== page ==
It is 318 meters long and was used to transport the mineral extracted from the Santa Rita mine, the richest in the country.

It underwent a restoration, replacing the original wooden towers with steel ones.

The suspension bridge has spectacular views of the Zone of Silence.

What is the Zone of Silence?

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Zona del silencio sign

This is the name given to an area located between the states of Durango, Chihuahua, and Coahuila, where there are some paranormal events according to an urban legend.

There is talk of lost tourists whose compass and GPS don’t work, problems with radio transmissions, sightings of unidentified flying objects, and even strange mutations suffered by some species of the local flora.

The area’s geography seems to affect the functioning of electrical and electronic devices.

You may want to read: Ride the Copper Canyon: The Chepe Train Tour You Cannot Miss

Mapimi Durango and the Santa Rita mine

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The Santa Rita mine

Santa Rita was once the wealthiest mine in Mexico for its gold, silver, and lead veins and had 10,000 workers in its heyday.

In 1928 the mine was flooded by groundwater that broke through, aided by the dynamite used in operation.

After several years of trying to dislodge the water, the mine was finally abandoned, with Mapimi losing its primary source of income.

Can I visit the mine?

Yes, the mine is currently managed as a tourist attraction by a local cooperative coordinating the tour, providing a guide, and charging a small fee.

The tour lasts approximately one hour and is not recommended for claustrophobic people.

The lighting on tour is with flashlights. One of the interesting things you will find on tour is a mule that was mummified due to the particular environmental conditions of the place.

Are there still any mining mills in the area?

The mined ore was taken to the beneficiation haciendas, which was the place where it was processed to extract the precious metals.

The workers of the haciendas acquired their provisions in the so-called tiendas de raya, where they were deducted from their salaries for the things they bought, almost always with a balance in debt.

Some ruins of the Hacienda de Beneficio de Mapimi are preserved, including the lintel of the door of the tienda de raya with the initials of the mining company.

Mapimi Zip-lines

Three zip lines in front of the Santa Rita mine cross the canyon near the La Ojuela suspension bridge.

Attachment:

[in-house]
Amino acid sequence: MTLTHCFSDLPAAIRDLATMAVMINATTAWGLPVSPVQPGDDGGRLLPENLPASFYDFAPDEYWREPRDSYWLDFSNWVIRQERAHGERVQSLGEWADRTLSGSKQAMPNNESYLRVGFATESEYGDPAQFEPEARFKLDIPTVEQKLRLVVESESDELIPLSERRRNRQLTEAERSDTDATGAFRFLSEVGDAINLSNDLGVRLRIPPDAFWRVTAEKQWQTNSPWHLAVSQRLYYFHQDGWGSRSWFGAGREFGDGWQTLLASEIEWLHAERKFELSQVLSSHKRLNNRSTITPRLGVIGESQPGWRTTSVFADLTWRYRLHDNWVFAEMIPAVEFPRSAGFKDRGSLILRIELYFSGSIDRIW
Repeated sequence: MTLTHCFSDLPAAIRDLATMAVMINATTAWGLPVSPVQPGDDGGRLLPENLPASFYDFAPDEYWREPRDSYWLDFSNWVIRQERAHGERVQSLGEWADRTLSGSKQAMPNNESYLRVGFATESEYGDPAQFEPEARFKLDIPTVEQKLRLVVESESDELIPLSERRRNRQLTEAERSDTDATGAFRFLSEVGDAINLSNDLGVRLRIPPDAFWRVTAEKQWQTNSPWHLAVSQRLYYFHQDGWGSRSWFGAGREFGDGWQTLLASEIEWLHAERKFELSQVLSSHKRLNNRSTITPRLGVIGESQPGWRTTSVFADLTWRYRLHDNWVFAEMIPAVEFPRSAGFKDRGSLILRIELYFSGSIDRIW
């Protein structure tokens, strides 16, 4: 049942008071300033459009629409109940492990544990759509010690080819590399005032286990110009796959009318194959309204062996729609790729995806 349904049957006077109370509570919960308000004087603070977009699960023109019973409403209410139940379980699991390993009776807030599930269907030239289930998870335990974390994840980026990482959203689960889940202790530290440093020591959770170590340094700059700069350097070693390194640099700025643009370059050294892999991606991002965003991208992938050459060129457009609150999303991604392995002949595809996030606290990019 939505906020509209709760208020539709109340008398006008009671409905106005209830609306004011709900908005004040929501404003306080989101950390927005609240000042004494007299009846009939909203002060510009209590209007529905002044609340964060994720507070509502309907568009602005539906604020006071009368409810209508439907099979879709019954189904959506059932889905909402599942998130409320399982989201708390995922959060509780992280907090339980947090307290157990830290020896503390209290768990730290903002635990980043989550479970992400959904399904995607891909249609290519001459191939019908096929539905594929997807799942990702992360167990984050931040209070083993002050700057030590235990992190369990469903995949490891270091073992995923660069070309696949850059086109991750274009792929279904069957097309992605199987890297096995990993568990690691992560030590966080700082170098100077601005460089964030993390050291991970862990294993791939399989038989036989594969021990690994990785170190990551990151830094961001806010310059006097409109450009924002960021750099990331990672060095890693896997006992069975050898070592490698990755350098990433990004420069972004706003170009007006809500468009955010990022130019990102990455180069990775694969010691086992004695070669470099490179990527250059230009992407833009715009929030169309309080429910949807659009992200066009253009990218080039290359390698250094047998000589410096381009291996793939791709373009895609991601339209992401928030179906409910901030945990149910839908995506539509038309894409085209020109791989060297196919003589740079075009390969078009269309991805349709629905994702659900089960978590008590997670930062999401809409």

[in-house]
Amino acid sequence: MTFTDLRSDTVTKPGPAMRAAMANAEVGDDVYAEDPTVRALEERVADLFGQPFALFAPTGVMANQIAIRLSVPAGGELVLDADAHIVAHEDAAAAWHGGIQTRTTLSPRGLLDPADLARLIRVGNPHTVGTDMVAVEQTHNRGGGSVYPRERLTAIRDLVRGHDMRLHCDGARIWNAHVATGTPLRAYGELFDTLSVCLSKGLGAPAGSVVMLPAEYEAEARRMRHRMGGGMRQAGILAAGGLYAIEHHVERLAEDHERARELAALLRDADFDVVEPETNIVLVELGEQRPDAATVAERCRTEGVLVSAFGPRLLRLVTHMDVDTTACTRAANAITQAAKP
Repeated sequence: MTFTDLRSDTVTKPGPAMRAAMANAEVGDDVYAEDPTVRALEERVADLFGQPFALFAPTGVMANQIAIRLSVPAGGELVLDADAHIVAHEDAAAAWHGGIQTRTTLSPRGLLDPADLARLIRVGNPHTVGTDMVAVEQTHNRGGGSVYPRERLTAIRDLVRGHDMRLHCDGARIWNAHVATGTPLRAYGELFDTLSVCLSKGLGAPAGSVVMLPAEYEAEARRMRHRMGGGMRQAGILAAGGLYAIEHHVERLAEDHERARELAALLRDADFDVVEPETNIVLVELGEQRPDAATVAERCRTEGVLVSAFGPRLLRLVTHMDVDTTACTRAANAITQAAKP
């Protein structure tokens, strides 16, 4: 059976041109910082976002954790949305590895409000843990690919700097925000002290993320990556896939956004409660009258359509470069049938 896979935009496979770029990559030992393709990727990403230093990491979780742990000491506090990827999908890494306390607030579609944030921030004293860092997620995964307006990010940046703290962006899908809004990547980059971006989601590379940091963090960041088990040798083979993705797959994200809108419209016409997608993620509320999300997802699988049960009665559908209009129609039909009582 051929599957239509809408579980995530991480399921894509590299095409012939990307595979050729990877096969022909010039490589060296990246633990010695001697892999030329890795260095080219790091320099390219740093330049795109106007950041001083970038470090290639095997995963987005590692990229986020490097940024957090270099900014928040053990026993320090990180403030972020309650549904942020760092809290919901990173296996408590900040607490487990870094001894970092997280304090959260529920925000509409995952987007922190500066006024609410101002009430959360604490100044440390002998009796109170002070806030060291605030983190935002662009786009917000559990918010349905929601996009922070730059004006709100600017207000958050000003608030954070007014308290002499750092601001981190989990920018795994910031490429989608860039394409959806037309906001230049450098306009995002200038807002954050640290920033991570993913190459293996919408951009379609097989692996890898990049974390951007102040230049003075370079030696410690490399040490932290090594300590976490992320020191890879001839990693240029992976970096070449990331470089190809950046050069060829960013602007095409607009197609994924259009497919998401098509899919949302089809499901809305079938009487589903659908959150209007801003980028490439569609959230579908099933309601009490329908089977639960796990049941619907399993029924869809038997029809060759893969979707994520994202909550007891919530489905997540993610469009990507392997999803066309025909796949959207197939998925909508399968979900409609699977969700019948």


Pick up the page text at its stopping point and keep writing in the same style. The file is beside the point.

Two of the zip lines are 300 meters long, and the other is 450 meters long.

The tours allow you to see the ghost town of La Ojuela and the suspension bridge from above and appreciate the nearly 100-meter-deep canyon.

The zip lines are operated by the same cooperative that offers mine tours.

Grutas del Rosario

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Grutas del Rosario

These caves, located 24 km from Mapimi, contain diverse rocky structures, such as stalactites and stalagmites, and columns formed drop by drop, through the centuries, by the runoff of mineral salts dissolved in the water.

They have a length of about 600 meters and several levels in which there are natural halls to admire the formations.

The Grutas del Rosario has an artificial lighting system that enhances the whimsical appearance of the limestone formations.

Mapimi’s cemetery

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The cemetery

Although they are not usually included among the most attractive tourist sites, cemeteries can show the evolution of architecture and other facets of the life of a place through the splendid mausoleums that the wealthiest families have themselves built.

In the cemetery of Mapimi, there are still samples of the tombs erected for the dead of the families of the English and Germans who were part of the staff of engineers and directors of the mining company Peñoles.

Try the food!

The culinary tradition of Durango is marked by the need to preserve food against the inclemency of the weather.

For this reason, dried beef (machaca), deer, and other species, aged cheeses, canned fruits, and vegetables are frequently consumed.

The dried meat stew, pork with zucchini, and pork rinds with nopales are some of the delicacies that await you in Mapimi.

To accompany, hold on tight and drink mezcal from agave cenizo (Durango’s mezcal variety).

Lodging options in Mapimi Durango

Mapimi is in the process of consolidating an offer of tourist services to increase the flow of visitors to the Pueblo Mágico.

  • Most tourists who visit Mapimi spend the night in Torreón, a city in Coahuila that is only about an hour away
  • On Independencia Boulevard in Torreón is the Marriot
  • Fiesta Inn Torreón Galerías
  • City Express Torreón